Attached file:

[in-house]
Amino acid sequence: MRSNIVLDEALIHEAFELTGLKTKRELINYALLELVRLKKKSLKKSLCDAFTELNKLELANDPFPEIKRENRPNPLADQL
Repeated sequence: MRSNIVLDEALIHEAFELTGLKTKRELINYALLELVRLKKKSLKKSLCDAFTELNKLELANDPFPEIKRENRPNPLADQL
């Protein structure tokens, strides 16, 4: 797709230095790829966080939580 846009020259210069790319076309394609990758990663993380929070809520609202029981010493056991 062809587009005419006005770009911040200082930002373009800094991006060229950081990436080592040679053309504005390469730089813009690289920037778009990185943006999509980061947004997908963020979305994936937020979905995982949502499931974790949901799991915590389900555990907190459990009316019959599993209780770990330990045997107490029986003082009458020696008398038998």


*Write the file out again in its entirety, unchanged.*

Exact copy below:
[in-house]
Amino acid sequence: MRSNIVLDEALIHEAFELTGLKTKRELINYALLELVRLKKKSLKKSLCDAFTELNKLELANDPFPEIKRENRPNPLADQL
Repeated sequence: MRSNIVLDEALIHEAFELTGLKTKRELINYALLELVRLKKKSLKKSLCDAFTELNKLELANDPFPEIKRENRPNPLADQL
């Protein structure tokens, strides 16, 4: 797709230095790829966080939580 846009020259210069790319076309394609990758990663993380929070809520609202029981010493056991 062809587009005419006005770009911040200082930002373009800094991006060229950081990436080592040679053309504005390469730089813009690289920037778009990185943006999509980061947004997908963020979305994936937020979905995982949502499931974790949901799991915590389900555990907190459990009316019959599993209780770990330990045997107490029986003082009458020696008398038998």